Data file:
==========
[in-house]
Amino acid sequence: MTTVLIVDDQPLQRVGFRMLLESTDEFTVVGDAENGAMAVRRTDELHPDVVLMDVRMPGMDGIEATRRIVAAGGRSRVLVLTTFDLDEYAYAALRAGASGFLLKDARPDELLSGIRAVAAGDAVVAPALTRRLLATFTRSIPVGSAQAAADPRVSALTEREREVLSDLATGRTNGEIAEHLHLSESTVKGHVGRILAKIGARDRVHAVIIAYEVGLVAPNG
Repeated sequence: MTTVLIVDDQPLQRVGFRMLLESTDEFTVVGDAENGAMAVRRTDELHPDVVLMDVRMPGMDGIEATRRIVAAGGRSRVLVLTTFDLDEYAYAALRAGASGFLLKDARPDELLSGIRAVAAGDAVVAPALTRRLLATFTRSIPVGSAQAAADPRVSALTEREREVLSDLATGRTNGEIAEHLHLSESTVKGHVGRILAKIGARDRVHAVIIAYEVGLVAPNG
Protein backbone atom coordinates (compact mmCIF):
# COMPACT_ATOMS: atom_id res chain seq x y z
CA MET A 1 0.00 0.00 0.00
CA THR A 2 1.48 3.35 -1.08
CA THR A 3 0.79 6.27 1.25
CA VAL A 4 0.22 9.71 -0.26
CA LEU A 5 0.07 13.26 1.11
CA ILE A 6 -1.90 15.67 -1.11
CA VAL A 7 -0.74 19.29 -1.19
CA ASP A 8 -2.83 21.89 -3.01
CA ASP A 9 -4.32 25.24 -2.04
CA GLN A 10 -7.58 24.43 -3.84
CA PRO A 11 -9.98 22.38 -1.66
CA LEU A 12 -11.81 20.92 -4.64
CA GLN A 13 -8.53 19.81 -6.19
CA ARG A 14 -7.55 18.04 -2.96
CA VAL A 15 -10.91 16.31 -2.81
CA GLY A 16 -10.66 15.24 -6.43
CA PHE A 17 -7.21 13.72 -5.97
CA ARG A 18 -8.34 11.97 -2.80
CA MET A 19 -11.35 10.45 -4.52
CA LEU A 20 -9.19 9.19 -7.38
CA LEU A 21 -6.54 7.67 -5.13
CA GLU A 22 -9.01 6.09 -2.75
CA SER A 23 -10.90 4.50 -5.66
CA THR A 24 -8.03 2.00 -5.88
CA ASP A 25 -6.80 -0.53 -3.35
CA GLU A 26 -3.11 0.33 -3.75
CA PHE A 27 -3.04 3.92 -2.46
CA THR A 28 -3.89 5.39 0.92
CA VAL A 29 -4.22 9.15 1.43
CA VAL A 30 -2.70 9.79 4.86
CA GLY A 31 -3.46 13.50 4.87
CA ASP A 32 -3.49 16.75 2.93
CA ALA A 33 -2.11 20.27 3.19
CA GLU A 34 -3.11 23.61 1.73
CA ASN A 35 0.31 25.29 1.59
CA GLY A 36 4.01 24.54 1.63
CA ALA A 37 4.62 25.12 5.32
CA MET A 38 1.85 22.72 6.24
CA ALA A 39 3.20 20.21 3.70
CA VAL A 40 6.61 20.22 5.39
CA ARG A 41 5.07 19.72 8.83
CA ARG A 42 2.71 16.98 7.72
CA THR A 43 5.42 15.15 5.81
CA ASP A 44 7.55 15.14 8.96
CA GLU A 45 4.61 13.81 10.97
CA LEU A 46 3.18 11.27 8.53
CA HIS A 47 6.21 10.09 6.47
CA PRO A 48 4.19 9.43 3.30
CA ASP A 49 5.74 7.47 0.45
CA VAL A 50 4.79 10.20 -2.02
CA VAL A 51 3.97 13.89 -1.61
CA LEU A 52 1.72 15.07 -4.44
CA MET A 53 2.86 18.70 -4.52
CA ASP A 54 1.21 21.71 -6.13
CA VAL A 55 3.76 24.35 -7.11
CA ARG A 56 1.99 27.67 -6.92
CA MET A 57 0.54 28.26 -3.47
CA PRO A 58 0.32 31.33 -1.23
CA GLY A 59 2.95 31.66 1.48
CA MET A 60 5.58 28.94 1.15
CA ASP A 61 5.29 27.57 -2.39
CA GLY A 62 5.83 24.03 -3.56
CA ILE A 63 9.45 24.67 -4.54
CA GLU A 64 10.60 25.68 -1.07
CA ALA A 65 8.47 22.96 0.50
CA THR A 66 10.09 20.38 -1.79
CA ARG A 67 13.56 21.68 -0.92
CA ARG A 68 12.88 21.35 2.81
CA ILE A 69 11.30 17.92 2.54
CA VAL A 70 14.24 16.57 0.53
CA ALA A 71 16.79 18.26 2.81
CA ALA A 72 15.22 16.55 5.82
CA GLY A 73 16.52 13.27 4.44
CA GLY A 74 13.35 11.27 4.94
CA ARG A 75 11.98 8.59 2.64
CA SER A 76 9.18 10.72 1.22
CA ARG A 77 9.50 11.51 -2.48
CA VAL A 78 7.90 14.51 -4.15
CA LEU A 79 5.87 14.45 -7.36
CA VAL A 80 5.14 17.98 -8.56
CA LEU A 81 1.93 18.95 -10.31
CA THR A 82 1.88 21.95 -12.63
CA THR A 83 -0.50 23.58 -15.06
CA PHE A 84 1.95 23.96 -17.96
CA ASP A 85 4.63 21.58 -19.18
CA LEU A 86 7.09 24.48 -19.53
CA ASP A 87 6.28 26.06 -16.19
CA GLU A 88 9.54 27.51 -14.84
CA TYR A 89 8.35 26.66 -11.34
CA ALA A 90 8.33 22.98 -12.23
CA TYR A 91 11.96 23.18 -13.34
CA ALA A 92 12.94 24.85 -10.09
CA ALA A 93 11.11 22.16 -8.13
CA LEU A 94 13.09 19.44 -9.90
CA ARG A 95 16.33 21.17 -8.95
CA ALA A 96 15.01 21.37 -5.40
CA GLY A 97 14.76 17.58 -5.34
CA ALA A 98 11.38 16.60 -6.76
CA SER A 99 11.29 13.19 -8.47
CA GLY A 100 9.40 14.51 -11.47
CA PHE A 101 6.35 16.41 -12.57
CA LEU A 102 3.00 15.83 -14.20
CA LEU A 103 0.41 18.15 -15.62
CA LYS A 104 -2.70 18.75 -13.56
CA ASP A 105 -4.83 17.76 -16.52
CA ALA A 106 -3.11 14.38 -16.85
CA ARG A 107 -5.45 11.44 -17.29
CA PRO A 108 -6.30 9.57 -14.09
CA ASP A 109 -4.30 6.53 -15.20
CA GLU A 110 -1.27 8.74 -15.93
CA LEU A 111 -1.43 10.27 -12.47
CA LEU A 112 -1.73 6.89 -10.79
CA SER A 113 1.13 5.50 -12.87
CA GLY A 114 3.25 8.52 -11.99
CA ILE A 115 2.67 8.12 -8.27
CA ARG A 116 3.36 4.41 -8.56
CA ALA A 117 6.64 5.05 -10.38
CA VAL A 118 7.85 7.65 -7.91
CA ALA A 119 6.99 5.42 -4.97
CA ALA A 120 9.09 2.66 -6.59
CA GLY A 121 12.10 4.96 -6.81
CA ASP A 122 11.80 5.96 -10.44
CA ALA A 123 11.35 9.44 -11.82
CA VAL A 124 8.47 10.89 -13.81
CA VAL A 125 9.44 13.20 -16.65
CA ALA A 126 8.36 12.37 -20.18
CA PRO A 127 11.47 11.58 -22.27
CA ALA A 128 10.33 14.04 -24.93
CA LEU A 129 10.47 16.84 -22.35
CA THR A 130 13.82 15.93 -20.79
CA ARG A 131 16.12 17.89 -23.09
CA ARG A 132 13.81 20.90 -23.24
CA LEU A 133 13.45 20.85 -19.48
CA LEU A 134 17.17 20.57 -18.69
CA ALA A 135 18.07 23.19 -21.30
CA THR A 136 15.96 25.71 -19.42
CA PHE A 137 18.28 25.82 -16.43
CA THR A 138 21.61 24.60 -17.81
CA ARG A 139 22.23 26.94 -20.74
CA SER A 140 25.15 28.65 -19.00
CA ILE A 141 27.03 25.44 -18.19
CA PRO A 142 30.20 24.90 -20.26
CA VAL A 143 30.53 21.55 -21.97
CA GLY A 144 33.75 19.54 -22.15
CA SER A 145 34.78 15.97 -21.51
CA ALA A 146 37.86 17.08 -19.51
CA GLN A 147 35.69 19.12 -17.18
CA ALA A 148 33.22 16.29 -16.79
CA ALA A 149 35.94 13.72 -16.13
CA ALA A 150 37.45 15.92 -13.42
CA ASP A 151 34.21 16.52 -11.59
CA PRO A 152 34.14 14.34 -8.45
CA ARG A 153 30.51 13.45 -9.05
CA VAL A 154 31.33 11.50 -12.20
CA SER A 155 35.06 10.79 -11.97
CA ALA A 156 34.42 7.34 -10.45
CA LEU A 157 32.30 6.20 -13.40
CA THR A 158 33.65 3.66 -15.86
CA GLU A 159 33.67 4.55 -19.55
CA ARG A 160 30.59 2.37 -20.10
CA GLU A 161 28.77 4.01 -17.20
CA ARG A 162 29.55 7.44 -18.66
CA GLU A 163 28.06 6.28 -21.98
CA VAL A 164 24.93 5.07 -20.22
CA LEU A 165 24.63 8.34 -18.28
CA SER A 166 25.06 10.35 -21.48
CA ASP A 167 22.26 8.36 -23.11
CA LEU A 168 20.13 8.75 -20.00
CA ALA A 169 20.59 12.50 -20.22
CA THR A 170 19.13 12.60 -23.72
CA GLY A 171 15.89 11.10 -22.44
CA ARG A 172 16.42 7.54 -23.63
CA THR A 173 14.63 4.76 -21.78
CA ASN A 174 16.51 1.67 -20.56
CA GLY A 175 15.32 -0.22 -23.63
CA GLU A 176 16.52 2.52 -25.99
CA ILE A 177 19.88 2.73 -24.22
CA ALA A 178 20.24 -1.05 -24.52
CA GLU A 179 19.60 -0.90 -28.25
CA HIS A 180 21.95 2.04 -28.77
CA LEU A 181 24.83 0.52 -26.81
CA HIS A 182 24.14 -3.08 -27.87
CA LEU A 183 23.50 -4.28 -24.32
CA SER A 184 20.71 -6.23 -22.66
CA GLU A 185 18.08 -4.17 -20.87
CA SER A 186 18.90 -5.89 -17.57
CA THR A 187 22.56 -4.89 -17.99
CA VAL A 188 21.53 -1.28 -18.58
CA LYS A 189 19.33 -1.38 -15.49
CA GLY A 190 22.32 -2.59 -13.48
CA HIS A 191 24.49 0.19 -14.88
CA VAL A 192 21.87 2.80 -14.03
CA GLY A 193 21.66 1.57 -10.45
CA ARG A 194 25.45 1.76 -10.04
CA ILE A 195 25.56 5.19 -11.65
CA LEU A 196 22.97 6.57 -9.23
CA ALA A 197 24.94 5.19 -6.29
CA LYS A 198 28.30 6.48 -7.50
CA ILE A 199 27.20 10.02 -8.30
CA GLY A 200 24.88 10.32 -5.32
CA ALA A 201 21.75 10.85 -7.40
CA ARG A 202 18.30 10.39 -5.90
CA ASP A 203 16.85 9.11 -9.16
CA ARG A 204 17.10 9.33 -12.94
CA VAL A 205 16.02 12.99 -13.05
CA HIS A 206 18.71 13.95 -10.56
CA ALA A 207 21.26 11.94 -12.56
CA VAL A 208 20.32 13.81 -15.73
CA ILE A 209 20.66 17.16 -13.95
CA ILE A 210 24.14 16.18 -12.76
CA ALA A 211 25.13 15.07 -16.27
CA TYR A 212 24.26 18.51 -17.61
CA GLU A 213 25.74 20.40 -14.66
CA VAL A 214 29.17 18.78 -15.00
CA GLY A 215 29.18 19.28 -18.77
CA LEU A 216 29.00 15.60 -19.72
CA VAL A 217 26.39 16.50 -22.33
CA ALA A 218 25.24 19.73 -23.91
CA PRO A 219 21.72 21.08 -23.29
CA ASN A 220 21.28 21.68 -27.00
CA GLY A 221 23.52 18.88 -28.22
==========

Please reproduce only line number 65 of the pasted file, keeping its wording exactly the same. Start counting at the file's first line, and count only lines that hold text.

CA MET A 60 5.58 28.94 1.15